Forty years ago, America was shamed when Martin Luther King Jr. was assassinated in Memphis, Tennessee. Dr. King was one of the great leaders of the 20th century, devoting his life to the cause of equality for all.
The question is: Did Martin Luther King really think of America as a bad country or a good country? Did he despise it the way Jeremiah Wright does? Or did he respect it? And that question is very difficult to answer precisely.
On July 4, 1965, King said: "God somehow called America to do a special job for mankind and the world. Never before in the history of the world have so many racial groups and so many national backgrounds assembled together in one nation."
If you study Dr. King's life, it's clear he had great hope for America, while disagreeing with many of its policies. And there's no question that America gave Martin Luther King Jr. a very hard time. He obviously did not have an easy life.
But here's something interesting. Juan Williams rightly points out Friday in a perceptive Wall Street Journal article that Dr. King did not paint black Americans as victims as some black leaders do today. And he did not fabricate stuff in order to insult America the way Wright does.
As you may know, we have been reporting on the growing support for Jeremiah Wright's anti-American rhetoric. In fact, there's a meeting tonight in Chicago, where a bunch of clergy will tell the whole world what a great guy Wright is.
As we also reported, a Catholic priest, Michael Pfleger, is leading the pro-Wright movement. And so far, Cardinal Francis George seems frightened to confront the situation. That's not unusual in the Catholic Church in America. The leaders are very frightened.
Now there is no question that millions of Americans do despise the USA. I hate to say it, but it's true. And they see themselves as victims of oppression from a corrupt government and system. Speaking Friday in Memphis, Tennessee, Senator McCain got a taste of that as he tried to apologize for a past mistake.
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JOHN MCCAIN: A mistake I myself made long ago, I myself made long ago, when I voted against a federal holiday in memory of Dr. King.
MCCAIN: I was wrong. I was wrong.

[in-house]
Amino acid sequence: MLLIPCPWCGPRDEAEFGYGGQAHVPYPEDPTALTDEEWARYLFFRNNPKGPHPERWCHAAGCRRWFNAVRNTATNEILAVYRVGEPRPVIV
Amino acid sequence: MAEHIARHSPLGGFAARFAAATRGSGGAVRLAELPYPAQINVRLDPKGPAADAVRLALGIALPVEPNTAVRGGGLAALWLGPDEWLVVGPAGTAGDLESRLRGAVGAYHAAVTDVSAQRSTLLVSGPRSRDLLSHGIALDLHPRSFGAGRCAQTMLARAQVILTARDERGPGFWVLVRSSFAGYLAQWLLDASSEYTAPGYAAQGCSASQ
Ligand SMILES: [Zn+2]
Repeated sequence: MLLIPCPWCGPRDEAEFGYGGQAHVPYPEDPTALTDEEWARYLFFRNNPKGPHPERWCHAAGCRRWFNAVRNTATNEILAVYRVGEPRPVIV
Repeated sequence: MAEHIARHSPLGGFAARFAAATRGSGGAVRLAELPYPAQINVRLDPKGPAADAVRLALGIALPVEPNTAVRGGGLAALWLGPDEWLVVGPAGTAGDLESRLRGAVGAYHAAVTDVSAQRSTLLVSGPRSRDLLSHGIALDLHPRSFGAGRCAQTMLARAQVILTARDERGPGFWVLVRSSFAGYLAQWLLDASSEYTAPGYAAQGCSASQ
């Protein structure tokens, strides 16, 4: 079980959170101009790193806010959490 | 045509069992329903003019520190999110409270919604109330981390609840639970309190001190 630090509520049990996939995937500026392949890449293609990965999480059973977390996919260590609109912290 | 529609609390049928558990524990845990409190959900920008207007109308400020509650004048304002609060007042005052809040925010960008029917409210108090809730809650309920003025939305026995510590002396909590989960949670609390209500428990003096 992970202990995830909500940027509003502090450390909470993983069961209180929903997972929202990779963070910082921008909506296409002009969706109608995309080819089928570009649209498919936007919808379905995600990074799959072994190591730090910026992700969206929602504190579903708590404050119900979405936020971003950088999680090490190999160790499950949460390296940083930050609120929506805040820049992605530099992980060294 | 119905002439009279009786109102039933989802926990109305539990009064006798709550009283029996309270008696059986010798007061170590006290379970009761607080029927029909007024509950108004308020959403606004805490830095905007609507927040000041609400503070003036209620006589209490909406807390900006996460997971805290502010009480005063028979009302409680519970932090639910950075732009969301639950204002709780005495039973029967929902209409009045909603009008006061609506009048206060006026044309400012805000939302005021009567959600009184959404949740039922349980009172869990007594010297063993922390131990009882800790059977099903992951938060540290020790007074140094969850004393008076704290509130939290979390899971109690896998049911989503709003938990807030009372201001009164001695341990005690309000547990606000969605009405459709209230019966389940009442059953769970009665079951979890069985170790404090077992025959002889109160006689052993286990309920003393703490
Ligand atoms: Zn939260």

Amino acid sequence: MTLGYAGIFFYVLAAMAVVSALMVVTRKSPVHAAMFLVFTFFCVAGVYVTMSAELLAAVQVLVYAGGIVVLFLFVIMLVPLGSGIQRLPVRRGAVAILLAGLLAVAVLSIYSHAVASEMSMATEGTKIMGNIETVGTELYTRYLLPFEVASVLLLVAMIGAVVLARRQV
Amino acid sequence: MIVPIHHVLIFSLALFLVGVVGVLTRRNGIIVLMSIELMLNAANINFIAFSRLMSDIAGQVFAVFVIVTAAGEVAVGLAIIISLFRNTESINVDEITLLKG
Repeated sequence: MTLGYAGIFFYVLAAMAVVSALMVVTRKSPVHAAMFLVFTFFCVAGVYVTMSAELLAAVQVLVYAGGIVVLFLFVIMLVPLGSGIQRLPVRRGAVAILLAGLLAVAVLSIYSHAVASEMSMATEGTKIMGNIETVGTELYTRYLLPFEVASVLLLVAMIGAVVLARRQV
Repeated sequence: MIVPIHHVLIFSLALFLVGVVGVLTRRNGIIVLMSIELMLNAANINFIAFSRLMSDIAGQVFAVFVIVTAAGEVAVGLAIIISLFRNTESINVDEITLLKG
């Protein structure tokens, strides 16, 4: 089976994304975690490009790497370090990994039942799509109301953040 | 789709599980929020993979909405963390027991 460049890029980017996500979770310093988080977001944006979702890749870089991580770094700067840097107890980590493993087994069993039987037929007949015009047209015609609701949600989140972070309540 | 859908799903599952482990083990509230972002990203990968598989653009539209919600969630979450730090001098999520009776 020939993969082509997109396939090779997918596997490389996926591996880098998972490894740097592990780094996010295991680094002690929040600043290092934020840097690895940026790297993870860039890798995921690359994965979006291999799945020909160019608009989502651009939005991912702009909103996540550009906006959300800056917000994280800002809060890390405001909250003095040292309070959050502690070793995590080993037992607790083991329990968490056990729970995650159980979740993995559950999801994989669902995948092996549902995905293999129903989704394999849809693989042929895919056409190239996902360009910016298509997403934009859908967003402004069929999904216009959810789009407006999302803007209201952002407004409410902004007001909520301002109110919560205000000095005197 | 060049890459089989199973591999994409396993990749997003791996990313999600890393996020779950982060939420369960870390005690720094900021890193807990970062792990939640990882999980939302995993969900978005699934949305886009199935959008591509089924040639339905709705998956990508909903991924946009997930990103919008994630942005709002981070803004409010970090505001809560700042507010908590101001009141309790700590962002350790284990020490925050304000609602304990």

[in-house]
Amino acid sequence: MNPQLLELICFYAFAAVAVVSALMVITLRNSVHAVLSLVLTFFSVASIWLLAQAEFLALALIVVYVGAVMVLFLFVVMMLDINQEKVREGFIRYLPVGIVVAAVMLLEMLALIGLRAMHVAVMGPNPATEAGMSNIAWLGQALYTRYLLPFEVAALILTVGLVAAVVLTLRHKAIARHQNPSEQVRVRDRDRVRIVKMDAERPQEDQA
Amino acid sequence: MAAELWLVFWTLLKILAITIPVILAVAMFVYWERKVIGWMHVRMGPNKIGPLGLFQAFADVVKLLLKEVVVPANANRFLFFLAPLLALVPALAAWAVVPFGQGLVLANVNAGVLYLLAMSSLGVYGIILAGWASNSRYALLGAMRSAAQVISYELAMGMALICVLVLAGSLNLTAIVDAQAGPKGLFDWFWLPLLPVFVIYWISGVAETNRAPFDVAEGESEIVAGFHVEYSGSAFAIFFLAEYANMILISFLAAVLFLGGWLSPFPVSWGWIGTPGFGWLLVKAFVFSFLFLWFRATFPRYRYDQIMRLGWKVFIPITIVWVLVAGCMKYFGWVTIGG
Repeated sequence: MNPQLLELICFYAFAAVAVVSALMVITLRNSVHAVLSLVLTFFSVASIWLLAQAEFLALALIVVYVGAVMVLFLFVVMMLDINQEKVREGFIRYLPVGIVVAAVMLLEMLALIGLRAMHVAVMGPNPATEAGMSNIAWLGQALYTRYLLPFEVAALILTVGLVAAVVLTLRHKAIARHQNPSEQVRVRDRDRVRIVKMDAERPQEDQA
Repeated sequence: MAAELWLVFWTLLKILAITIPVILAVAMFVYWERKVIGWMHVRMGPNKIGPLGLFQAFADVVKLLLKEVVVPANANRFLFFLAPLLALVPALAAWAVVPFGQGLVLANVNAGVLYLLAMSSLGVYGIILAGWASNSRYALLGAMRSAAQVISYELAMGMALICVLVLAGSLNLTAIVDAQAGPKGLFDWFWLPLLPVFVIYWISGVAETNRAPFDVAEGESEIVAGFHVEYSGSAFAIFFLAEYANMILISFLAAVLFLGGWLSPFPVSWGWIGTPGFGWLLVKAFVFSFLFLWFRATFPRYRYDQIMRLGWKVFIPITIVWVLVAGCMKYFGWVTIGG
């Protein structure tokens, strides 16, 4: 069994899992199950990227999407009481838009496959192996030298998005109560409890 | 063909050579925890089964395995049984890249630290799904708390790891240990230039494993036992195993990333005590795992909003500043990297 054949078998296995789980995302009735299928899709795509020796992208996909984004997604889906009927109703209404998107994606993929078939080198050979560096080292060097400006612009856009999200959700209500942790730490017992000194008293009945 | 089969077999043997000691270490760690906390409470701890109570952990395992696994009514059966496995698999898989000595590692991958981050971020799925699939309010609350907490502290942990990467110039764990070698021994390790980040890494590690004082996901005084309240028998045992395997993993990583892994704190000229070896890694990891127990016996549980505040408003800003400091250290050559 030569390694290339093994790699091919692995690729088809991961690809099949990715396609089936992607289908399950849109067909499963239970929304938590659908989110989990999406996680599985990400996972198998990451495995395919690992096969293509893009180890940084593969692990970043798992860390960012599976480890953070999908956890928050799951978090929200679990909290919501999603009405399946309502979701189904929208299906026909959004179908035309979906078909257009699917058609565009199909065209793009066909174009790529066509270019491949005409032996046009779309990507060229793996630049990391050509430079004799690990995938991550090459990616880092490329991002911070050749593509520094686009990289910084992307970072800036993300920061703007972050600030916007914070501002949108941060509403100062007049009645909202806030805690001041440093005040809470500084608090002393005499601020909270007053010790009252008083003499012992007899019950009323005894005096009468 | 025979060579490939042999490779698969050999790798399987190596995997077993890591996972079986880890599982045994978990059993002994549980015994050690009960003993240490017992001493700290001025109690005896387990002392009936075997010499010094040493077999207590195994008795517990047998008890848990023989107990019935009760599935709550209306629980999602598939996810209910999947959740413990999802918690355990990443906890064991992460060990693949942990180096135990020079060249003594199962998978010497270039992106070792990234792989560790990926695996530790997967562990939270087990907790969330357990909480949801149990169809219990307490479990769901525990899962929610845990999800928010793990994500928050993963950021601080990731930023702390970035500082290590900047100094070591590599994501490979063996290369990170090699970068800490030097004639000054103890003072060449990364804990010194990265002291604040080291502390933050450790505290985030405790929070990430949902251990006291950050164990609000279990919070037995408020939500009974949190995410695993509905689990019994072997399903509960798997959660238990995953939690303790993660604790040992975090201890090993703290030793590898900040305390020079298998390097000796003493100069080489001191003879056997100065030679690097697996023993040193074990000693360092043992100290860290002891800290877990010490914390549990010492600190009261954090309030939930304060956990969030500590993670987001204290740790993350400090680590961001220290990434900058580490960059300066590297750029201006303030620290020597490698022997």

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Now Dr. King, of course, would have forgiven John McCain, but we don't get that from many members of our society today.
Now "Talking Points" believes Americans should take a side in these matters. We either live in a noble country or we don't. I believe we do. And I will challenge people who see it the other way.
And even though the polls show most Americans agree with me, there are powerful forces on the other side. Earlier this week we pointed out that Hollywood has made a bunch of anti-American movies, all of them a bomb. But Hollywood keeps churning them on out.
So summing up, we have a number of Americans who despise their own country. No doubt about that. We have a number of media people who feel the same way. And we have a lot of people who do love America, not saying a word, afraid of getting what John McCain just got. Not a good situation. I think we'll all agree with that.
And that's "The Memo."
Pinheads & Patriots
We like Mia Farrow, who used to be married to Frank Sinatra and Woody Allen. Not at the same time, of course.
She does good things for kids and this summer will be trying to get relief for the suffering people in Darfur. So for all of this, Mia Farrow is a patriot.
On the pinhead front, Yoko Ono, the widow of John Lennon, is sympathetic to Heather Mills.
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YOKO ONO, WIDOW OF JOHN LENNON: All I can say is that it isn't easy for women to be associated with The Beatles. I think all wives did suffer and suffered, I think, quietly suffered.
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Call me cynical, but being the wife of a Beatle means you live in luxury 24/7, you're famous, even though you've never done anything. So for every downside — I know there are some — there seems to be quite an upside. Yoko may be a pinhead this evening.